Stroke of Genius

In this episode, join us as we explore curiosity-driven science with Dr. Manu Prakash. Dr. Prakash is a Professor of Bioengineering at Stanford University who strives to create opportunities for limited resource communities all over the globe. His invention the Foldscope, an origami microscope, costs just $1.75 and allows people all over the world to explore their curiosity through science! Learn more about Manu PrakashThe Prakash Lab website: http://web.stanford.edu/group/prakash-lab/cgi-bin/labsite/The Foldscope Patent: https://patents.google.com/patent/US9696535B2The Foldscope Community: https://www.foldscope.com/aBuzz: https://stanford.io/2WWxsJb See acast.com/privacy for privacy and opt-out information.

20mins

22 Jul 2019

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Manu Prakash on the power of observation, curiosity-driven science, and physical biology

Luminary

Manu Prakash is a physical biologist, inventor, and associate professor of BioEngineering at Stanford University. Manu was awarded the McArthur fellowship in 2016 and has received numerous other prestigious awards. His research is driven by curiosity, empathy for solving challenges in underserved communities, and a passion for democratizing access to science. In this episode, we cover: his philosophy around curiosity-driven science and the power of observation, trends in bioengineering, the water-droplet computer, and the (Anti) Gravity Machine, which answers questions about life in the ocean. We also discuss the idea behind frugal science and his Foldscope and Paperfuge inventions, and why democratizing access to science is a global imperative. Podcast Transcript About and from Prof. Manu Prakash: Website: https://profiles.stanford.edu/manu-prakashWikipedia: https://en.wikipedia.org/wiki/Manu_Prakash MacArthur Fellow: https://www.macfound.org/fellows/965Twitter: https://twitter.com/PrakashLabReading Recommendation: Exploring Curvature by James Comey (https://www.amazon.com/Exploring-Curvature-James-Casey/dp/3528064757) Assorted links: Curiosity-Driven Science – http://web.stanford.edu/group/prakash-lab/cgi-bin/labsite Frugal Science: https://125.stanford.edu/frugal-science/Wildly frugal: http://web.stanford.edu/group/prakash-lab/cgi-bin/labsite/research/frugal-science-and-global-health/Philosophy of Frugal Science: https://www.hhmi.org/stories/qa-manu-prakash-philosophy-frugal-science Foldscope Instruments: www.foldscope.comTED Talk (A 50-cent microscope that folds like origami): https://www.ted.com/talks/manu_prakash_a_50_cent_microscope_that_folds_like_origami TED Talk (Lifesaving scientific tools made of paper) : https://www.ted.com/talks/manu_prakash_lifesaving_scientific_tools_made_of_paper Computing with Fluids: https://ee.stanford.edu/event/general/computing-fluidsTED Archive (Computing with fluids): https://www.youtube.com/watch?v=OhroLzvW-JI“A question of taste”: https://www.ncbi.nlm.nih.gov/pmc/articles/PMC3814136 Luminary Podcast: Visit us:  https://www.luminary.fmFollow us on Twitter: https://www.twitter.com/luminaryfmLuminary on Linkedin: https://www.linkedin.com/company/luminary-fm Music: Music used in this podcast: Simplex Kevin MacLeod (incompetech.com): Licensed under Creative Commons: By Attribution 3.0 License: https://creativecommons.org/licenses/by/3.0 Chipper Doodle Kevin MacLeod (incompetech.com): Licensed under Creative Commons: By Attribution 3.0 License: https://creativecommons.org/licenses/by/3.0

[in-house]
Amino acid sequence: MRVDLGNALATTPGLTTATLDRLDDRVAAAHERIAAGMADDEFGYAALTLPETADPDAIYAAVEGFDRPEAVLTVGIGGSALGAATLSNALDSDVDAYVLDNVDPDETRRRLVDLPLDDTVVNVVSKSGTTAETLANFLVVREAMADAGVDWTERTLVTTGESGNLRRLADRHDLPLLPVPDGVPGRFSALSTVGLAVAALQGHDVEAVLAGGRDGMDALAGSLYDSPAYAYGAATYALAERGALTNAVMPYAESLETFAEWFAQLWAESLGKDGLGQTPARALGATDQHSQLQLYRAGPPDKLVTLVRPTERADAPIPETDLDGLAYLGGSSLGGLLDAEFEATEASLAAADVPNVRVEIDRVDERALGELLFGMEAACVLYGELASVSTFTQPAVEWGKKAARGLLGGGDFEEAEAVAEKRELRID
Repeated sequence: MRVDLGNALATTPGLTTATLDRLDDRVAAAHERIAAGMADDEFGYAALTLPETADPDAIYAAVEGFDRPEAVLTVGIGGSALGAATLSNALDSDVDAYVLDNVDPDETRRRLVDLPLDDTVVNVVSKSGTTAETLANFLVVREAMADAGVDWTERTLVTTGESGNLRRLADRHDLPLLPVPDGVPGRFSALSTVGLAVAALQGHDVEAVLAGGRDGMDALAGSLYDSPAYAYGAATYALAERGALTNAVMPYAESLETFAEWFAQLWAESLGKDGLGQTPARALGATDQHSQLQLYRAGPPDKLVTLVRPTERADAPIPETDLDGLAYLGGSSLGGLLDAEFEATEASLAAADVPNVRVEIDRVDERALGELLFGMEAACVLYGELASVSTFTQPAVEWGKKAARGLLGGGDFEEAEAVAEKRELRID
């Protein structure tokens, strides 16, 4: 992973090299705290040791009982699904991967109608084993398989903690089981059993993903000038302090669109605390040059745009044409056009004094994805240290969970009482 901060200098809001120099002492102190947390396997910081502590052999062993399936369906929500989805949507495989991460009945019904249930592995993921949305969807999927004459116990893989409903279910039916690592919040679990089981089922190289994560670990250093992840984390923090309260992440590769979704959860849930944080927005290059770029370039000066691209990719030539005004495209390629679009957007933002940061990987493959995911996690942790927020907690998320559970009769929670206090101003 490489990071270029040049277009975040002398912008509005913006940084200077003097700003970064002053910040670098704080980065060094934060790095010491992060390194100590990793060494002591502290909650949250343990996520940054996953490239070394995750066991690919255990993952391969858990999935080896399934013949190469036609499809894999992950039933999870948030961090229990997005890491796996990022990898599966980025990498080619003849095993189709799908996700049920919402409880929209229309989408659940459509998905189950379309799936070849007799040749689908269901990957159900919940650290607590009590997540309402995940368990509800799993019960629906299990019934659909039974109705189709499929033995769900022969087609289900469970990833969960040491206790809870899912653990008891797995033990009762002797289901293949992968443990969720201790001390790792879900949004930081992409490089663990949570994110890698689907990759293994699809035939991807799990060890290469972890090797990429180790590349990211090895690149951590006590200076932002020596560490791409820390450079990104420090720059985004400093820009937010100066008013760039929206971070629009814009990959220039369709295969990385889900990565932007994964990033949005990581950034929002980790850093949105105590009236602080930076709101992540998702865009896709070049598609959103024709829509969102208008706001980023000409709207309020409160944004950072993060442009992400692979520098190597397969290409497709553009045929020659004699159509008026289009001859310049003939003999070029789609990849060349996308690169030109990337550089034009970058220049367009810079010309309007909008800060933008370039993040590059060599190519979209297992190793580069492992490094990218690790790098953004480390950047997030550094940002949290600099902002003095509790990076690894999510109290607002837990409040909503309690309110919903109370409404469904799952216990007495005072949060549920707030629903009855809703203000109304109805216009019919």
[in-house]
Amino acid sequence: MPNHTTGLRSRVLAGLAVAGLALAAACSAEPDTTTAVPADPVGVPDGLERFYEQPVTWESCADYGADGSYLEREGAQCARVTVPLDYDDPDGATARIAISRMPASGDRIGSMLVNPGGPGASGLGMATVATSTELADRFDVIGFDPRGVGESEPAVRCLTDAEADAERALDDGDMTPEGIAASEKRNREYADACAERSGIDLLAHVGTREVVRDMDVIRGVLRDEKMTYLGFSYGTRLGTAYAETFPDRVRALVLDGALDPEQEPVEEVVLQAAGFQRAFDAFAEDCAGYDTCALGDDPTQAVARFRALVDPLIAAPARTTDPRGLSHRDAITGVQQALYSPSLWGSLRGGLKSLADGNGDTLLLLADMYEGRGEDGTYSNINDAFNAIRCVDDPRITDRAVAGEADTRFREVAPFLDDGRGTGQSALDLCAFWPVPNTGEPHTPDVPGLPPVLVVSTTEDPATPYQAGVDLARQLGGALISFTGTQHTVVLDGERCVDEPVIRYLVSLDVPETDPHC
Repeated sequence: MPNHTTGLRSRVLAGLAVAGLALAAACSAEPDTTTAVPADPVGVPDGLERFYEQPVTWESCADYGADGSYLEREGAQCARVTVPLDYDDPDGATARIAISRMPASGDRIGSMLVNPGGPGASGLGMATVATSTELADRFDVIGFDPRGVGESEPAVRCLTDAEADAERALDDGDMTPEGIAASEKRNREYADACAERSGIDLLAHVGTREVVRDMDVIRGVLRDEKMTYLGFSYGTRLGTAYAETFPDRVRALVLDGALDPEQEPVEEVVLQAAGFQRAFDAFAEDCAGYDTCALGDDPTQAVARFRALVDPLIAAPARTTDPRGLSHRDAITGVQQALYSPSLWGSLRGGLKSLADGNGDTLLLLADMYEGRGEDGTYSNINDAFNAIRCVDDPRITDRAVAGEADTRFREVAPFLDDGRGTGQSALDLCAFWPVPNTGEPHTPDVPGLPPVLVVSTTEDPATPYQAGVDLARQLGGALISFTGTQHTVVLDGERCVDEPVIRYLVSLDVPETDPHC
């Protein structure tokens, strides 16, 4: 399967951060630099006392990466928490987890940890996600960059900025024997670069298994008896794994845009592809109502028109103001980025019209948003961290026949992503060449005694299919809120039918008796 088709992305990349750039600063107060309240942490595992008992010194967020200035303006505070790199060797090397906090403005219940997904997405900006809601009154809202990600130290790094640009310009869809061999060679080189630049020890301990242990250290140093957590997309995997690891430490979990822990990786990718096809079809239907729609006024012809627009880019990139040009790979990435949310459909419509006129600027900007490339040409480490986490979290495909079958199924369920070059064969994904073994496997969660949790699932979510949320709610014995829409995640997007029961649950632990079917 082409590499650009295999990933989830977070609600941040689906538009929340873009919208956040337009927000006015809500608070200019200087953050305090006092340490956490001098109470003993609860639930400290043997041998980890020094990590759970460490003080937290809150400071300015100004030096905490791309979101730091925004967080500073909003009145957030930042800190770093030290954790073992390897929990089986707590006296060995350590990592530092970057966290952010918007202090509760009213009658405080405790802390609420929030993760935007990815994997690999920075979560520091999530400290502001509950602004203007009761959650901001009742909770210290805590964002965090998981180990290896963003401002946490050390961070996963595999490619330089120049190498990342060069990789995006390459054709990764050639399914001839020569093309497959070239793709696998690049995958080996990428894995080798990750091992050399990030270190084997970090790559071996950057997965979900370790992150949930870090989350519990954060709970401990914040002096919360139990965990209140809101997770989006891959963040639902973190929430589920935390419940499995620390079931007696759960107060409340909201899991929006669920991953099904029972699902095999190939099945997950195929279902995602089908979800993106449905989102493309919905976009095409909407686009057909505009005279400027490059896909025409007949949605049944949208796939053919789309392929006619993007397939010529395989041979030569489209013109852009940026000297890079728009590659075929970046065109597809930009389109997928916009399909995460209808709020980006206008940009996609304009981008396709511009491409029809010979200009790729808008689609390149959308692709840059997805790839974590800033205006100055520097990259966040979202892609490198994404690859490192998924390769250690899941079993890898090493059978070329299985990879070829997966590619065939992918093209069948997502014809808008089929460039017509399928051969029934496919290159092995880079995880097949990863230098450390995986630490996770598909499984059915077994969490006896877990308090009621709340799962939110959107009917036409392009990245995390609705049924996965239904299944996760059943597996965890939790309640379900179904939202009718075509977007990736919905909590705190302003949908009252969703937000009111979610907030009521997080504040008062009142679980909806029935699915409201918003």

1hr 10mins

8 Jul 2019

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E35 | Manu Prakash: The physics of biology

Stanford Radio

The Future of Everything with Russ Altman""Manu Prakash: The physics of biology"In this episode of The Future of Everything radio show, bioengineer Manu Prakash discusses how he uses physics to explore the way life functions at the microscopic level.Originally aired on SiriusXM on February 10, 2018.

28mins

12 Feb 2018